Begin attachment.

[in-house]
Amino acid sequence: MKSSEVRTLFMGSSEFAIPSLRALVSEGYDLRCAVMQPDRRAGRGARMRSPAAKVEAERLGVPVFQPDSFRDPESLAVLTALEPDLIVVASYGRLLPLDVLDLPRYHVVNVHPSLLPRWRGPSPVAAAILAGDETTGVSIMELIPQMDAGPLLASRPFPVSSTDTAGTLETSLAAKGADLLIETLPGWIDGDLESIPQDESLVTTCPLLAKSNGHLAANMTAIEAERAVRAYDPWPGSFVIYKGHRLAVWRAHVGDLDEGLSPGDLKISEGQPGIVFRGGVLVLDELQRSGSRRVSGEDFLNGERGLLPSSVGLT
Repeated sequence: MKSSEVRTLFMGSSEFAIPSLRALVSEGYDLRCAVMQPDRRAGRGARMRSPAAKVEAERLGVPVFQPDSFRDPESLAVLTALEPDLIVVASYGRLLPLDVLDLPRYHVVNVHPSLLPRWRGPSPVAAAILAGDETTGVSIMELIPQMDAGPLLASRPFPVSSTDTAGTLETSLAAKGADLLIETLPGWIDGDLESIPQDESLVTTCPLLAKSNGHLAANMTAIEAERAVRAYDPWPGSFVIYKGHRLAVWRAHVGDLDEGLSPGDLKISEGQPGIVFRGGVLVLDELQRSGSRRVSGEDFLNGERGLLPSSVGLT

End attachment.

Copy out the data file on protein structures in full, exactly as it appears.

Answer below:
[in-house]
Amino acid sequence: MKSSEVRTLFMGSSEFAIPSLRALVSEGYDLRCAVMQPDRRAGRGARMRSPAAKVEAERLGVPVFQPDSFRDPESLAVLTALEPDLIVVASYGRLLPLDVLDLPRYHVVNVHPSLLPRWRGPSPVAAAILAGDETTGVSIMELIPQMDAGPLLASRPFPVSSTDTAGTLETSLAAKGADLLIETLPGWIDGDLESIPQDESLVTTCPLLAKSNGHLAANMTAIEAERAVRAYDPWPGSFVIYKGHRLAVWRAHVGDLDEGLSPGDLKISEGQPGIVFRGGVLVLDELQRSGSRRVSGEDFLNGERGLLPSSVGLT
Repeated sequence: MKSSEVRTLFMGSSEFAIPSLRALVSEGYDLRCAVMQPDRRAGRGARMRSPAAKVEAERLGVPVFQPDSFRDPESLAVLTALEPDLIVVASYGRLLPLDVLDLPRYHVVNVHPSLLPRWRGPSPVAAAILAGDETTGVSIMELIPQMDAGPLLASRPFPVSSTDTAGTLETSLAAKGADLLIETLPGWIDGDLESIPQDESLVTTCPLLAKSNGHLAANMTAIEAERAVRAYDPWPGSFVIYKGHRLAVWRAHVGDLDEGLSPGDLKISEGQPGIVFRGGVLVLDELQRSGSRRVSGEDFLNGERGLLPSSVGLT